By Tyler Hodg
Never has so much nostalgia been so perfectly packed into a five-song, seven-minute EP. Then again, how often does a compilation of re-recorded anime theme songs get released?
Any ‘90s child (or geek) will be delighted to hear the fresh air breathed into some of his or her favorite TV themes. Send thanks to Andrew Conroy and his punk-rock “supergroup,” consisting of Tom Thacker (Sum 41, Gob), Anthony Bleed (Die Mannequin), and Darrin Pfeiffer (Goldfinger), for creating this amusing celebration of the golden age of anime shows. The themes for Pokémon, Dragon Ball Z, Digimon, and Sailor Moon are some of the catchiest songs to ever grace TV intros, so it comes as no surprise that Rain City Rockers’ Anime EP is delightfully mirthful.
Cherry Red Records continues to release some of the most fascinating compilations and reissues with a two-disc version of The Sweet’s debut album, Funny How Sweet Co-Co Can Be. The reissue, 28 tracks of music that range from bubblegum to The Sweet’s much heavier B-sides, is a mixed bag. On one hand, listening to the evolution of the band as they go from Archies-flavored pop to some quite heavy rock is fascinating. On the other, some of the songs are painful. Still, The Sweet were a great band, even when they were churning out silliness.
Back in 1986, I recorded Red Lorry Yellow Lorry’s “Walking On Your Hands” from WTUL college radio in New Orleans. It was the only track I’d ever heard from this Leeds band, but one I listened to frequently. For whatever reason, I never managed to delve further into the band’s discography until now. Cherry Red Records’ recent three-disc release of See The Fire (Albums, Singles and BBC Recordings 1982 – 1987) is a wonderful introduction to a band that has a singular sound but doesn’t fit into any single musical category.
As a kid I grew up on a variety of different films. My mother loved horror, dad loved westerns and action flicks, my grandma was obsessed with dramas, and I loved everything. I’m thankful for the upbringing I had because it made me who I am today. Even though I was a cinephile by the time I was seven or so, I still missed a lot of films. Now I’m 30 and I’m still making epic discoveries on my own. Recently I discovered one of the best westerns I’ve ever seen, Compañeros.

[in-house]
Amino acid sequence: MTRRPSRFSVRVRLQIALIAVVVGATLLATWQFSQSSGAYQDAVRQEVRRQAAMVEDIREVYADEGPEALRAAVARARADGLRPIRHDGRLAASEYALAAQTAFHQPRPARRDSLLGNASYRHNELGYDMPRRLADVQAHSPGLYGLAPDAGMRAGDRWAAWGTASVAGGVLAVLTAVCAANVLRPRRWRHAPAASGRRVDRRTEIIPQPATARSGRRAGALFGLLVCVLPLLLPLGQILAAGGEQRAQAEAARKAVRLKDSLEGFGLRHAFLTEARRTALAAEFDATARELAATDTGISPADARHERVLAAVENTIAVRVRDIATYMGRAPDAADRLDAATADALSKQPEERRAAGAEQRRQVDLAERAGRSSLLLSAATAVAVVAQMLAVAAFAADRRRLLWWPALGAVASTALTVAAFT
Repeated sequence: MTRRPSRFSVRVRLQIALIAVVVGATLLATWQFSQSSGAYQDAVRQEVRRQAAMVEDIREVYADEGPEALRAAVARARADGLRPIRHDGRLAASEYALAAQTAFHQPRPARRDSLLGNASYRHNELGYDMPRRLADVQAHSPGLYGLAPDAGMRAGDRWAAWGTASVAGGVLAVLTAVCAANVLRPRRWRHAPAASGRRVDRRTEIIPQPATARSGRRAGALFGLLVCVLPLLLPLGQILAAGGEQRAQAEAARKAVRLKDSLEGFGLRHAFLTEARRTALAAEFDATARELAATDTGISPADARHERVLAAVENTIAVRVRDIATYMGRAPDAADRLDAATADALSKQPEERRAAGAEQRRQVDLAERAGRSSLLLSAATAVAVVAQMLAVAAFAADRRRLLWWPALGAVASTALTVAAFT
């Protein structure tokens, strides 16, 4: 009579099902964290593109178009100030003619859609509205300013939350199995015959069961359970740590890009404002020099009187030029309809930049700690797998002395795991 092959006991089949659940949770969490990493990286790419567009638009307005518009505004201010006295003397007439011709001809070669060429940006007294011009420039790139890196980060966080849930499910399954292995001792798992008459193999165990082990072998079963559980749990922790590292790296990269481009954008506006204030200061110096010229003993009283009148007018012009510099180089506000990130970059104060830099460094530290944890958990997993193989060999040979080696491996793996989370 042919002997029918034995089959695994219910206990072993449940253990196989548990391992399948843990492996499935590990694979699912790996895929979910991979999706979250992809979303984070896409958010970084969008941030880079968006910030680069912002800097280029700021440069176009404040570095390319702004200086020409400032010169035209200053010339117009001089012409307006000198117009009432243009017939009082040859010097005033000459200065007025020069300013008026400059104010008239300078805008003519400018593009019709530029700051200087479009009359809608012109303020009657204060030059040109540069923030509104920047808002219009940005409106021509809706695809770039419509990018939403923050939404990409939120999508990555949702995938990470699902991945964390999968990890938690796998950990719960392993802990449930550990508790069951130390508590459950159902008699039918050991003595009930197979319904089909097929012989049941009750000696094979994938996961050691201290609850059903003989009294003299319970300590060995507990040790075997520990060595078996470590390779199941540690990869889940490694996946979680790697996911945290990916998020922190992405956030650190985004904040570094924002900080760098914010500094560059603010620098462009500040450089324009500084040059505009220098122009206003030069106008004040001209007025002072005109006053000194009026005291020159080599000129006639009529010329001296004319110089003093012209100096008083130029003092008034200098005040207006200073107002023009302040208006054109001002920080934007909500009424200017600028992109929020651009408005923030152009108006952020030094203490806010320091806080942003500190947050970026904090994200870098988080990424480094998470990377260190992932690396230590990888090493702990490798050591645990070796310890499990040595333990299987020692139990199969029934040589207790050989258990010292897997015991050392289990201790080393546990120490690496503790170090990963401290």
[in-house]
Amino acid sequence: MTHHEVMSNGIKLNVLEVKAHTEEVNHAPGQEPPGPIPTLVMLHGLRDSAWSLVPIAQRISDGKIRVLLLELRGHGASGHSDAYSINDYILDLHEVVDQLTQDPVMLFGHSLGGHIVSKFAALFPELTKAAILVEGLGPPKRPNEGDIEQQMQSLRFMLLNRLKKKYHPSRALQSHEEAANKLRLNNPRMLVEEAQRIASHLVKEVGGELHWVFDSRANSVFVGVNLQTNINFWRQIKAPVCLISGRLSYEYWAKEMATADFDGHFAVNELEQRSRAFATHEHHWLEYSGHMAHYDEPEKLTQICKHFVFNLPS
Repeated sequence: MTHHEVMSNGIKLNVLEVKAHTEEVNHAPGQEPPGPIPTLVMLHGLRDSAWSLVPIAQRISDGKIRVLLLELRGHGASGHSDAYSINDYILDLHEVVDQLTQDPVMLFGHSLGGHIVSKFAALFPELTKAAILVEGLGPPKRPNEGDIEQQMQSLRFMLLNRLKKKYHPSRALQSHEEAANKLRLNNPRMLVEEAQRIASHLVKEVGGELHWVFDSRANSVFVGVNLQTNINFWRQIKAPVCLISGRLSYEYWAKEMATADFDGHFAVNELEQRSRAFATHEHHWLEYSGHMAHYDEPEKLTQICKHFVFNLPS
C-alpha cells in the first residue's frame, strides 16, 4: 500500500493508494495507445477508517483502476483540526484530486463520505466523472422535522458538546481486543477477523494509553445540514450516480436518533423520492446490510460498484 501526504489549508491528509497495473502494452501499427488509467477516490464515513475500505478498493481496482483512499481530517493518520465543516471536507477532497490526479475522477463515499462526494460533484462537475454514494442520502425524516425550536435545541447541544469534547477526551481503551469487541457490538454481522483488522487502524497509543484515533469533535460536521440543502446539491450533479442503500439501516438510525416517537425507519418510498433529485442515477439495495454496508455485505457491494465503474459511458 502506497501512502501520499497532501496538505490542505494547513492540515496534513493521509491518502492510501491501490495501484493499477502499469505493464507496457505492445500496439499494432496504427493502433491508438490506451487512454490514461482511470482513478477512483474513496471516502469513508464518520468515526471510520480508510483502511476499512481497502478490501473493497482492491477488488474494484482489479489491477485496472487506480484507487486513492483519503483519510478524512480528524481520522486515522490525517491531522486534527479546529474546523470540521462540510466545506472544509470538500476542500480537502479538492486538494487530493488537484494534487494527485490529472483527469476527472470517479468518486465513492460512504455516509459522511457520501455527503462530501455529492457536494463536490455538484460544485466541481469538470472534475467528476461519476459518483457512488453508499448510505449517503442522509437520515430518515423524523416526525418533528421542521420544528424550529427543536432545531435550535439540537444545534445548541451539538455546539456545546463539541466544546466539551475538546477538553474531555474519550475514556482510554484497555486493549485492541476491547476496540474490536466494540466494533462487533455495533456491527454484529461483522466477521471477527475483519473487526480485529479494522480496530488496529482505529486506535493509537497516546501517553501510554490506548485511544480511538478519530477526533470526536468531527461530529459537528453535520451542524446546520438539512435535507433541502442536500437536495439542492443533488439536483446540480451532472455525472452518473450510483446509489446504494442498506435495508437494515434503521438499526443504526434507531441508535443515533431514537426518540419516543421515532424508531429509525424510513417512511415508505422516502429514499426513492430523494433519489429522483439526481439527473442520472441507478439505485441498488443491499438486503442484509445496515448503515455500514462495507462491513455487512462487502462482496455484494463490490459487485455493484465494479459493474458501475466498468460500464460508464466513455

By Less Lee Moore
From the lurid Frank Frazetta-style cover art to its evocative title, The Witch Who Came From The Sea seems like it might be a female-fronted version of The Beastmaster. As intriguing as that possibility sounds, the film is something altogether different and much more profound. Directed by Matt Cimber (Butterfly, Hundra) in 1971, The Witch Who Came From The Sea wasn’t released until 1976, and even then, ran afoul of the MPAA for what they considered gratuitous violence, nudity, and rather dark subject matter.
By Ben Van D
For many, Acid House is inextricably linked to a place and time—the dim, sometimes garish, and impossibly vibrant rave culture of the early ’90s. It harkens back to an intoxicated era of manic excess, quasi-spiritual tribe mentality, and devastatingly harsh comedowns. If you missed it, imagine Cirque de Soliel performing in 1960s revival costumes in an underground parking lot at twice the BPM through a set of broken speakers.
The songs on Croydon Municipal’s Popcorn Girls defy simple description. They range from R&B burners, to country tinged numbers, to Shangri-La’s-like teen tragedies. Their commonality? In the 1970s Belgian club scene, they were guaranteed floor fillers. There was a certain type of dance endemic of the time, a “slow swing” with a rather specific tempo. As a result, Popcorn Girls is a moody, stone-cold, slow groove from beginning to end.
I love all genres but I’m more partial to horror and that’s what I’m better versed in when it comes to film. There are some other genres that I’m quite knowledgeable about but I really lack when it comes to film from the ‘50s and ‘60s. There is just so much out there that it’s a little overwhelming and I don’t know where to start. Luckily, there are companies like Olive Films that are picking the great ones and bringing them to the table, sparking renewed interest in the films, and giving them new fans such as myself.
Throughout the course of movie history we’ve seen films that should have been good but failed miserably. I’m not talking about films we thought were going to be good and they flopped. I’m talking about the ones where everything was set up with the right actors, script, director, producer, and any other suit in Hollywood. All these elements that can almost guarantee success are in place, but the movie turns out to be a disaster. Last night I watched Skidoo. I went in blind to this film other than knowing it had one hell of a cast and a legendary director. Otto Preminger was the man behind it so I thought this couldn’t go wrong, right?
If you’re looking for a fun new music podcast, might I suggest this one? 20th Century Nostalgia! From their Mixcloud page:
It’s 2014 and music is dead. We long for the glory days of 1920s blues, 1930s country, 1940s bebop, ’50s rock and roll, ’60s girl groups, ’70s punk, ’80s new wave, ’90s alternative, and everything in between. We focus on music and pop culture from 1900 to 1999—no later! Join us as we complain about the decline of pop culture and obsess over musicians who died before we were born. We post, discuss, and podcast about anything and everything, as long as it’s good (or funny) and from the past.
Their newest podcast “We R Thankful 4 Prince” is now up, just in time for the holidays!